Bryce Canyon National Park
Bryce Canyon national Park is located in southwestern Utah and 260 miles from the city of Las Vegas. It is north of the Grand Canyon National Park, about 144.5 miles via US-89 S and US-89A S.
Bryce Canyon National Park is that it is a park suitable for all ages. It can be visited in various ways, hiking, riding a mule or simply visiting the viewpoints from the edge of the amphitheater, where the park offers all the facilities to look out at the most popular points and have beautiful views without much difficulty.
The Hoodoos of Bryce Canyon
Bryce Canyon is not a canyon per se, as it was not formed by the erosion of a river. It is a great natural setting that has been created on the slopes of the Pausagunt plateau. This plateau is made up of sedimentary rock. That is, sediments that with the passage of millions of years turned into rock. Not being hard rock, it dissolves with erosion (wind and rain, snow).
What are hoodoos in Bryce Canyon?
Hoodoos means irregular columns of rock.
When the snow season arrives, it melts, the resulting water gets into the fissures of the rock. At night it freezes expanding and breaking the softest rocks.
Summer storms drag loose rocks and as an end result, we have unique geological structures called hoodoos or fairy chimneys.
The range of colors of this rocky and clay terrain are red, orange, pink, blue, yellow and white.
The colors that can be seen are the result of the oxidation of the materials of which the Bryce Canyon stones is composed. Red and yellow come from iron. The blue and purple of manganese.
The Best Time to Visit Bryce Canyon
While any time of year is a good time to visit Bryce Canyon National Park, spring and fall are two good times as temperatures are milder. In summer, the peak hours of the day must be ruled out due to the high temperatures.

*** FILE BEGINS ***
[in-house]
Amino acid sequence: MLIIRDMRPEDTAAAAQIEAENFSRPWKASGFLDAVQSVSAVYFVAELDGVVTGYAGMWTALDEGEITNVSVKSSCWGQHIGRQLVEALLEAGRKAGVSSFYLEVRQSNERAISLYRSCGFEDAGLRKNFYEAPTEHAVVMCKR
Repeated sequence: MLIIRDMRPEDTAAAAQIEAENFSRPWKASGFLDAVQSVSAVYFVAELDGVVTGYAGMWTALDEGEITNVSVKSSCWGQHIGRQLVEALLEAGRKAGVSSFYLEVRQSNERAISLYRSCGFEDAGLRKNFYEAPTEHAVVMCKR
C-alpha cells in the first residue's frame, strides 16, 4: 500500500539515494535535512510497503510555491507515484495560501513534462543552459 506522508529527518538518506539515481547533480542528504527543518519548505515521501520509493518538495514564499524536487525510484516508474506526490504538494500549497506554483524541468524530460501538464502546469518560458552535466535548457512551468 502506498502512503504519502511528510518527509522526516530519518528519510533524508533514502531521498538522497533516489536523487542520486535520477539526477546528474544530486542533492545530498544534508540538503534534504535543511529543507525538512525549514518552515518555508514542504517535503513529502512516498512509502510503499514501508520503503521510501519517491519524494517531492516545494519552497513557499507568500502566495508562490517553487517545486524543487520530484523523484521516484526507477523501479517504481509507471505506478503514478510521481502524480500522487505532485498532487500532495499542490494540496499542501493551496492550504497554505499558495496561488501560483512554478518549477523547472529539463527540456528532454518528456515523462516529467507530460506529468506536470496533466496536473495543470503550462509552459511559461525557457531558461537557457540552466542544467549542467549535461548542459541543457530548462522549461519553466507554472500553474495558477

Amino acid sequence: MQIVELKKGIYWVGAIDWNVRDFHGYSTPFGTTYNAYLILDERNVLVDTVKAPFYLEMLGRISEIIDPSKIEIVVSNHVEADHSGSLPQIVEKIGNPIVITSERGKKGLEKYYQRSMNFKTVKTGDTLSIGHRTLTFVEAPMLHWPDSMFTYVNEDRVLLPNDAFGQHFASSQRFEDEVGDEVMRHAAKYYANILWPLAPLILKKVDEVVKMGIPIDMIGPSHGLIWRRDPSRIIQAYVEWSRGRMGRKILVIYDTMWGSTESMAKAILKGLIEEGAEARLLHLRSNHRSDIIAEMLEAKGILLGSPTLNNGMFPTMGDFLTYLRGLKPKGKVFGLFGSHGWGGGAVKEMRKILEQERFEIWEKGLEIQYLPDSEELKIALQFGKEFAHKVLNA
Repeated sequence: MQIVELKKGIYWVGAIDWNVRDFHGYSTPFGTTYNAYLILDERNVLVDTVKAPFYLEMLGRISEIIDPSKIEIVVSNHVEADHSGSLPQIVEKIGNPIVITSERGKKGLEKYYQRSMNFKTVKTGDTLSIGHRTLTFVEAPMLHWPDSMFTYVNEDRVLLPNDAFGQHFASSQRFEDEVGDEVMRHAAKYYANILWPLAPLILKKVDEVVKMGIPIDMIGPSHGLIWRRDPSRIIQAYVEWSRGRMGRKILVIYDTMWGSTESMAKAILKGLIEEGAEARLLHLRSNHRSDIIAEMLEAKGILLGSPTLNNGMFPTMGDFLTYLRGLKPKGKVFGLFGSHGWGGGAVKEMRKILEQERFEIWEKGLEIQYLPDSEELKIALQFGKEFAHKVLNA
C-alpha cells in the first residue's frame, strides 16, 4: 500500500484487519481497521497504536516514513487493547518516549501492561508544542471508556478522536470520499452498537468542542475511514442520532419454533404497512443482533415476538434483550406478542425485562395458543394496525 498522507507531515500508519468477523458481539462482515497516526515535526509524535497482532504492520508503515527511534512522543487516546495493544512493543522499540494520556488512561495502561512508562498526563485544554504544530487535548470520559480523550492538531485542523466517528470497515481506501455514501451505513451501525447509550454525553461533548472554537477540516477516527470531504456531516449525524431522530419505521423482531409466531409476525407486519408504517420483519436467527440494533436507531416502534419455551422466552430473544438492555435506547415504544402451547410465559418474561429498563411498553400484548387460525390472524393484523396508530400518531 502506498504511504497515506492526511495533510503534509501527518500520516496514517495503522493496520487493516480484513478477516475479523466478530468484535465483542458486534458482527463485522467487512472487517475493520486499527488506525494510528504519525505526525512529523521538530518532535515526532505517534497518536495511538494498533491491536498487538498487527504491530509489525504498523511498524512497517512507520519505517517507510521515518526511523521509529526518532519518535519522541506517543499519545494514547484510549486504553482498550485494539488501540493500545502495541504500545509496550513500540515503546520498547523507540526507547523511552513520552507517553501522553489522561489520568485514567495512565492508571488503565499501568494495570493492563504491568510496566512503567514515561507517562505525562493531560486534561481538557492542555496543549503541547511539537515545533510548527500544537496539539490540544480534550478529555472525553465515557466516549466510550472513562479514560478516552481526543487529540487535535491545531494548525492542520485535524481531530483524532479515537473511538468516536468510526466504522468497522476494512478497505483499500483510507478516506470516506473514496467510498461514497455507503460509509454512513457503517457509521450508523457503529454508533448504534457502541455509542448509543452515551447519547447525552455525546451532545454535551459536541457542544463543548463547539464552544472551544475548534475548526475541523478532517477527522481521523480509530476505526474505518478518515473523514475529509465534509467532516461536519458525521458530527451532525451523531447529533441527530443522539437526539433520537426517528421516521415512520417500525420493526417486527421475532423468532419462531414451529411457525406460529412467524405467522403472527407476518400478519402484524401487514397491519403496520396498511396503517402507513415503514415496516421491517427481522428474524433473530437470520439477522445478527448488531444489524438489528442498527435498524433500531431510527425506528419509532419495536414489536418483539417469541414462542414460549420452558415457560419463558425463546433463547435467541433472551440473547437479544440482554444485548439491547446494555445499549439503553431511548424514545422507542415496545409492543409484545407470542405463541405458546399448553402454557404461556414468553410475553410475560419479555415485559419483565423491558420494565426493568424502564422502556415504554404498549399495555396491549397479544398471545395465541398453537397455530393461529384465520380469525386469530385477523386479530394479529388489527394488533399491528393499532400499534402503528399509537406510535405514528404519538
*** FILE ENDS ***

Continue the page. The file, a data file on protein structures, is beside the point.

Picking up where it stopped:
In winter it is difficult to go hiking due to the presence of snow. But a visit to Bryce Canyon in snow is an amazing experience. especially for the contrast of colors between the snow and the colorful rocks of Bryce Canyon. With rain mud forms and it is very difficult to walk the park
Moving around Bryce Canyon National Park
Bryce Canyon is an elongated park that follows the edge of the Paunsaugunt Plateau for 20 miles. From there you can see the natural amphitheatres caused by erosion and rockfalls. The Bryce Anphitheater is the most spectacular and the most visited, in addition to where almost all the trails in the national park depart
The park road is linear, not circular, so the viewpoints are on the left at the edge of the plateau. Bryce Canyon operates a free transportation system with two lines operating from May to early October. They operate from 8 AM to 8 PM. The frequency is 10 to 20 minutes, depending on the time of day.
What to do in Bryce Canyon National Park
The most spectacular point and also the most visited is the Bryce Anphitheater. In that place are the main viewpoints and also the beginning of the most popular trails. These trails are: Sunrise Point, Sunset Point, Bryce Point or Inspiration Point.
Although any time of the day is good to visit the viewpoints, the Bryce Anphitheater must be visited at sunrise. This that this viewpoint is oriented towards the point where the sun rises.
After visiting the viewpoints you can go hiking to the bottom of the canyon. the trails are relatively easy and not very long. The landscapes are amazing.
Fairyland Loop Trail
The access road to Fairyland Point Trailhead is located 1 mile north of the visitor center. This circular route can also be accessed by linking from Sunrise Point. This is the easiest trail to make in Bryce Canyon.
The complete circular route is almost 9 miles, and depending on the physical condition it can be done in 5 hours.
Queens Garden Trail & Navajo Loop
With these two trails a circular route is completed, which has incredible landscapes. Start at Sunrise Point to gently descend between the hoodoos until you reach the bottom of the canyon. Below you can walk through the rock formations that are so unique.
They are 1.8 miles quite easy. until connecting with the Navajo Loop, where the ascent begins by one of its two zig-zags. These are Wall Street or Thors Hammer. Either path has mind-blowing views.
It can also be done in reverse, down the Navajo Loop and linking to the Queens Garden Trail. From there it is easier to ascend, because there is less slope. The tour lasts approximately two to three hours
It is a circular route that is located at the bottom of the Bryce Anphitheater. This tour begins and ends at Bryce Point. It is best to walk it, where the Wall of Windows is located and link to the Navajo Loop or Queens Garden Trail.
There are several viewpoints along the park’s main road until you reach Yovimpa Point, which is the last of all. Seeing the main amphitheater, you can go to the Natural Bridge, where there is an almost perfect natural stone arch.
Click on Pic for Download map ( NPS Official map)
For More info on National Park Service – Bryce Canyon Official Site
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